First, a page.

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I've got a range (A3:A10) that contains names, and I'd like to check if the contents of another cell (D1) matches one of the names in my list.

I've named the range A3:A10 'some_names', and I'd like an excel formula that will give me True/False or 1/0 depending on the contents.

9 Answers 9

98

=COUNTIF(some_names,D1)

should work (1 if the name is present - more if more than one instance).

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  • how can I modify the formula so that it works in the case where the some_names contains 2 columns, and also instead of D1 I have D1:E1?
    – user1993
    Sep 18, 2017 at 20:59
72

My preferred answer (modified from Ian's) is:

=COUNTIF(some_names,D1)>0

which returns TRUE if D1 is found in the range some_names at least once, or FALSE otherwise.

(COUNTIF returns an integer of how many times the criterion is found in the range)

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34

I know the OP specifically stated that the list came from a range of cells, but others might stumble upon this while looking for a specific range of values.

You can also look up on specific values, rather than a range using the MATCH function. This will give you the number where this matches (in this case, the second spot, so 2). It will return #N/A if there is no match.

=MATCH(4,{2,4,6,8},0)

You could also replace the first four with a cell. Put a 4 in cell A1 and type this into any other cell.

=MATCH(A1,{2,4,6,8},0)
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  • 1
    Very nice. Don't forget to add "quotes" if your value isn't a number (took me a couple tries to sort that out).
    – dav
    Nov 23, 2015 at 21:34
  • 1
    Sadly you can't use this in conditional formatting :(
    – StarWeaver
    Apr 18, 2016 at 18:59
  • Sure you can. With Excel 2007 and later, you can use the IFERROR function. =IFERROR(MATCH(A1,{2,4,6,8},0),0) Then, you can do your conditional formatting on whether that cell =0 or >0, whichever you prefer.
    – RPh_Coder
    Sep 7, 2016 at 17:30
  • 8
    =OR(4={2,4,6,8})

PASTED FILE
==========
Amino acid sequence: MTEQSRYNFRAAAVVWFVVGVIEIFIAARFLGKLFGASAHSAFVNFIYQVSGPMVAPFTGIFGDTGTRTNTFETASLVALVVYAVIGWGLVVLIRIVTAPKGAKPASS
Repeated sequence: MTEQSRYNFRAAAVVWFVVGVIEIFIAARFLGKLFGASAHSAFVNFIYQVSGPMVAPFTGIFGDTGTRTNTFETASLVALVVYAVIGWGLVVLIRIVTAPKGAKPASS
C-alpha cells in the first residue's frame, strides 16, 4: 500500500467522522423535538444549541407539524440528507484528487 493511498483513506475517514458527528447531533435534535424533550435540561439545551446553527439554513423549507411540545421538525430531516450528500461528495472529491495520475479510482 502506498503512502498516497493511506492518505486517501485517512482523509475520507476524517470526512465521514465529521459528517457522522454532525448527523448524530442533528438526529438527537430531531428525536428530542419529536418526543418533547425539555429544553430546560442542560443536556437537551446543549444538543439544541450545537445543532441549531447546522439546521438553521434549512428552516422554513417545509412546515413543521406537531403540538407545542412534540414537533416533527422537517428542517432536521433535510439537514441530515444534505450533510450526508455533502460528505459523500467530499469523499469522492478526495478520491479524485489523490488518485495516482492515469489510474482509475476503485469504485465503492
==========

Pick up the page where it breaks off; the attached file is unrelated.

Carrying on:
– Slai
    Dec 8, 2016 at 12:42
  • This answer is clear that the solution returns #N/A - that is true. But is seems unhelpful: you can't use #N/A in an if clause, so you can't say IF(MATCH(4{2,3},0), "yay", "boo")... the answer is #N/A not "boo" Aug 2, 2018 at 4:05
18

If you want to turn the countif into some other output (like boolean) you could also do:

=IF(COUNTIF(some_names,D1)>0, TRUE, FALSE)

Enjoy!

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  • 3
    The TRUE and FALSE help indicate what needs to be replaced
    – Darcys22
    Mar 31, 2017 at 0:48
9

For variety you can use MATCH, e.g.

=ISNUMBER(MATCH(D1,A3:A10,0))

8

there is a nifty little trick returning Boolean in case range some_names could be specified explicitly such in "purple","red","blue","green","orange":

=OR("Red"={"purple","red","blue","green","orange"})

Note this is NOT an array formula

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  • Actually, it is an array formula. What it's not is an array entered formula ;-)
    – robinCTS
    Jul 12, 2018 at 1:50
2

You can nest --([range]=[cell]) in an IF, SUMIFS, or COUNTIFS argument. For example, IF(--($N$2:$N$23=D2),"in the list!","not in the list"). I believe this might use memory more efficiently.

Alternatively, you can wrap an ISERROR around a VLOOKUP, all wrapped around an IF statement. Like, IF( ISERROR ( VLOOKUP() ) , "not in the list" , "in the list!" ).

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0

In situations like this, I only want to be alerted to possible errors, so I would solve the situation this way ...

=if(countif(some_names,D1)>0,"","MISSING")

Then I'd copy this formula from E1 to E100. If a value in the D column is not in the list, I'll get the message MISSING but if the value exists, I get an empty cell. That makes the missing values stand out much more.

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Array Formula version (enter with Ctrl + Shift + Enter):

=OR(A3:A10=D1)
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  • This works. I think it got a downvote because the downvoter did not know how to enter an array formula... it should look like {=OR(R34:R36=T34)} after it's entered, if you entered it corretly Aug 2, 2018 at 7:15

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